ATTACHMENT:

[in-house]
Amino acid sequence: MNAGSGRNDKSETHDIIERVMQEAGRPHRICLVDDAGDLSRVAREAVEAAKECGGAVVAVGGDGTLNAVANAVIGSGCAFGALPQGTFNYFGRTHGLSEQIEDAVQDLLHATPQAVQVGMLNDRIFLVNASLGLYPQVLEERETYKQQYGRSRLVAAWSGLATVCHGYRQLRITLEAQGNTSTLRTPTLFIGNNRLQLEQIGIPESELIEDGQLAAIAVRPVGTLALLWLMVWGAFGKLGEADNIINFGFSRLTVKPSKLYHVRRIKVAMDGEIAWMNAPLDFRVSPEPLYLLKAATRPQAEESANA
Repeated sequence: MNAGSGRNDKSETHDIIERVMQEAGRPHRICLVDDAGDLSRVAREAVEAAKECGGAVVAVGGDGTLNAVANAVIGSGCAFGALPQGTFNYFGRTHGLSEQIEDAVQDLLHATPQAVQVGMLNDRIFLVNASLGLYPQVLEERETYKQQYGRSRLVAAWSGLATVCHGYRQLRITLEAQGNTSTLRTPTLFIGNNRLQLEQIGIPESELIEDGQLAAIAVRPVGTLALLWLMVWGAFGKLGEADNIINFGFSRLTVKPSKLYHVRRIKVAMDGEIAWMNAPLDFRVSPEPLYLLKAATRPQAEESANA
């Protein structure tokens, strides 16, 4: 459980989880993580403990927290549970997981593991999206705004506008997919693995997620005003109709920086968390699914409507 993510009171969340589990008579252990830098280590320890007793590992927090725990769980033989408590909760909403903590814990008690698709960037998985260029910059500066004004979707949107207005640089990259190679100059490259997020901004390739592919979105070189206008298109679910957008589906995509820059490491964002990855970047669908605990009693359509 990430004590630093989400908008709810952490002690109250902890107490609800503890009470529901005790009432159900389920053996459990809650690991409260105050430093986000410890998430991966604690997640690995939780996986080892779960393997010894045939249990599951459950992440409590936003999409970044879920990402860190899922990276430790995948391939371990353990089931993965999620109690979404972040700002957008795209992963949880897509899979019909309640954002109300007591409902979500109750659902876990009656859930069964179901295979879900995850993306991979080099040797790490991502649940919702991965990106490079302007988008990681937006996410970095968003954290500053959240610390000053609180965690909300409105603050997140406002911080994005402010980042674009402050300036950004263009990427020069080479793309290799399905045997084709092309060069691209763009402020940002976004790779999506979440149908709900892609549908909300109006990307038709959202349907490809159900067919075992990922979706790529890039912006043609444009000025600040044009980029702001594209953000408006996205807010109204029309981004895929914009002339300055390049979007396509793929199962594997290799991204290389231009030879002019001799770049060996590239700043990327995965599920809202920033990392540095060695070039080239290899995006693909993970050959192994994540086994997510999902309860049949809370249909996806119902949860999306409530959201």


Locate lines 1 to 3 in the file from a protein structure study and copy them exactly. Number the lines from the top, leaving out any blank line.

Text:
[in-house]
Amino acid sequence: MNAGSGRNDKSETHDIIERVMQEAGRPHRICLVDDAGDLSRVAREAVEAAKECGGAVVAVGGDGTLNAVANAVIGSGCAFGALPQGTFNYFGRTHGLSEQIEDAVQDLLHATPQAVQVGMLNDRIFLVNASLGLYPQVLEERETYKQQYGRSRLVAAWSGLATVCHGYRQLRITLEAQGNTSTLRTPTLFIGNNRLQLEQIGIPESELIEDGQLAAIAVRPVGTLALLWLMVWGAFGKLGEADNIINFGFSRLTVKPSKLYHVRRIKVAMDGEIAWMNAPLDFRVSPEPLYLLKAATRPQAEESANA
Repeated sequence: MNAGSGRNDKSETHDIIERVMQEAGRPHRICLVDDAGDLSRVAREAVEAAKECGGAVVAVGGDGTLNAVANAVIGSGCAFGALPQGTFNYFGRTHGLSEQIEDAVQDLLHATPQAVQVGMLNDRIFLVNASLGLYPQVLEERETYKQQYGRSRLVAAWSGLATVCHGYRQLRITLEAQGNTSTLRTPTLFIGNNRLQLEQIGIPESELIEDGQLAAIAVRPVGTLALLWLMVWGAFGKLGEADNIINFGFSRLTVKPSKLYHVRRIKVAMDGEIAWMNAPLDFRVSPEPLYLLKAATRPQAEESANA